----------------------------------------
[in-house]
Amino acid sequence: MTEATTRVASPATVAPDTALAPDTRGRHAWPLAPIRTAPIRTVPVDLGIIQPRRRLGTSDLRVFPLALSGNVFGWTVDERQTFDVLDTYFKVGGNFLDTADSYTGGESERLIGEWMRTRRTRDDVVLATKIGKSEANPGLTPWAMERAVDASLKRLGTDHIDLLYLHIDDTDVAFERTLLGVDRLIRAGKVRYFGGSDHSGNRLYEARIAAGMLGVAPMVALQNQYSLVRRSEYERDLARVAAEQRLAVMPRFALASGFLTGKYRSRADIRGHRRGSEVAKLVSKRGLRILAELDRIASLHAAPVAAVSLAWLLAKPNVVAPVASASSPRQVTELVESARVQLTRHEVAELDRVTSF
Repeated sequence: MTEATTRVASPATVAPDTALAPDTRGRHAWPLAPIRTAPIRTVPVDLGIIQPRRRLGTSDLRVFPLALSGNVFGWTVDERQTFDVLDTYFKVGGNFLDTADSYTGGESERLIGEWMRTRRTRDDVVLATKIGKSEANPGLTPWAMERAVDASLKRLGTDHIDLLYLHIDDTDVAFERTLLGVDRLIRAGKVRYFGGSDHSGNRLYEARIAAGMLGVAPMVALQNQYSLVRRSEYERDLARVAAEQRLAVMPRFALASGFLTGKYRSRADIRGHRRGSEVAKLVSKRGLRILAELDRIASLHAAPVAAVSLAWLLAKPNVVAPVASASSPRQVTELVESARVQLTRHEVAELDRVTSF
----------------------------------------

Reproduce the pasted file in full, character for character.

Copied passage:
[in-house]
Amino acid sequence: MTEATTRVASPATVAPDTALAPDTRGRHAWPLAPIRTAPIRTVPVDLGIIQPRRRLGTSDLRVFPLALSGNVFGWTVDERQTFDVLDTYFKVGGNFLDTADSYTGGESERLIGEWMRTRRTRDDVVLATKIGKSEANPGLTPWAMERAVDASLKRLGTDHIDLLYLHIDDTDVAFERTLLGVDRLIRAGKVRYFGGSDHSGNRLYEARIAAGMLGVAPMVALQNQYSLVRRSEYERDLARVAAEQRLAVMPRFALASGFLTGKYRSRADIRGHRRGSEVAKLVSKRGLRILAELDRIASLHAAPVAAVSLAWLLAKPNVVAPVASASSPRQVTELVESARVQLTRHEVAELDRVTSF
Repeated sequence: MTEATTRVASPATVAPDTALAPDTRGRHAWPLAPIRTAPIRTVPVDLGIIQPRRRLGTSDLRVFPLALSGNVFGWTVDERQTFDVLDTYFKVGGNFLDTADSYTGGESERLIGEWMRTRRTRDDVVLATKIGKSEANPGLTPWAMERAVDASLKRLGTDHIDLLYLHIDDTDVAFERTLLGVDRLIRAGKVRYFGGSDHSGNRLYEARIAAGMLGVAPMVALQNQYSLVRRSEYERDLARVAAEQRLAVMPRFALASGFLTGKYRSRADIRGHRRGSEVAKLVSKRGLRILAELDRIASLHAAPVAAVSLAWLLAKPNVVAPVASASSPRQVTELVESARVQLTRHEVAELDRVTSF